As to thy question concerning the origin of creation. Know assuredly that God’s creation hath existed from eternity, and will continue to exist forever. Its beginning hath had no beginning, and its end knoweth no end. His name, the Creator, presupposeth a creation. … Consider the hour at which the supreme Manifestation of God revealeth Himself unto men. Ere that hour cometh, the Ancient Being, Who is still unknown of men and hath not as yet given utterance to the Word of God, is Himself the All-Knower in a world devoid of any man that hath known Him. He is indeed the Creator without a creation. – Baha’u’llah, Gleanings from the Writings of Baha’u’llah, pp. 150–151.

Roland Faber, a Baha’i academic, is the Kilsby Family/John B. Cobb, Jr. Professor of Process Studies at Claremont School of Theology, and founder of the Whitehead Research Project. He offers the following rationale for reconciling Buddhist and Baha’i perspectives on “Reality” (non-duality) and “God” (metaphysical dualism):

Buddhism in general, although not universally, negates the meaningfulness of calling this Reality God. It rests its argumentation precisely on the refutation of the concept of the creator. … But Diidjom Lingpa, a contemporary of Baha’u’llah, confirms in his Vajra Heart Tantra that the infinite creativity of the Luminous Mind, again represented by Samantabhadra, actively creates all mental and physical elements from its primordial modes of wisdom, although mysteriously through ignorance and defilement. This resonates with the Baha’i view on creation, which can, in one perspective, be understood as illusion and mirage, but is in its root nature nothing but the creative emanation of Uncompounded Reality. – “Baha’u’llah and the Luminous Mind: Baha’i Gloss on a Buddhist Puzzle,” Lights of Irfan, Volume 18, p. 87.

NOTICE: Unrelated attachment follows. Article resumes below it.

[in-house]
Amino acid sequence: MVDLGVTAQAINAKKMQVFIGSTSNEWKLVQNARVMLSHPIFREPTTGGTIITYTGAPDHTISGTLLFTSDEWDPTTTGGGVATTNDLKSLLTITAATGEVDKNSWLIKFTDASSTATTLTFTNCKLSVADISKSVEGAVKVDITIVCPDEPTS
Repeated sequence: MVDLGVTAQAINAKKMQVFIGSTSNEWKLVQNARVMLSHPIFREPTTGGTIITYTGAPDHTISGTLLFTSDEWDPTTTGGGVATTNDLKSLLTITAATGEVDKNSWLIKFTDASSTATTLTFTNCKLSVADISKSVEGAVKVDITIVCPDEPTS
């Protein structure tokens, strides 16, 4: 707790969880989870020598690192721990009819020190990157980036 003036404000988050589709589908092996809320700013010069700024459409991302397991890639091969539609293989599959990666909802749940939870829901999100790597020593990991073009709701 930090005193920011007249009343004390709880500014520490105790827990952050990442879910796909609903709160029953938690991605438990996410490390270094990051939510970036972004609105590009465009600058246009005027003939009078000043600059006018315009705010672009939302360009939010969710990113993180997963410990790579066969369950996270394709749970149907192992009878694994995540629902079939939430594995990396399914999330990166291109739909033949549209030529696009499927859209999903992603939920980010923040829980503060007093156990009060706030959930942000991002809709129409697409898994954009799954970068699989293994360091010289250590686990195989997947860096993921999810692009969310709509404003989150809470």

In another Buddhist text, the Sovereign Mind proclaims: “Because all the Buddhas of the three times (past, present and future) merge from Me, I am called the Buddha-Mother.” (Translated by Dargyay, in The Sovereign All-creating Mind, p. 29.)

Therefore, the historical Buddha (Siddartha Guatama Shakyamuni) and Baha’u’llah (as the future Buddha, Maitreya) are sons of the same Divine Mother—the Creator.


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  • Sudipta Mukherjee
    Aug 27, 2019
    Just on the day I purchased vols 1& 2 of The Revelation of Baha'u'llah; this clarifies much for me on my birthday. Thank you Christopher ........
  • Christopher Buck
    May 21, 2019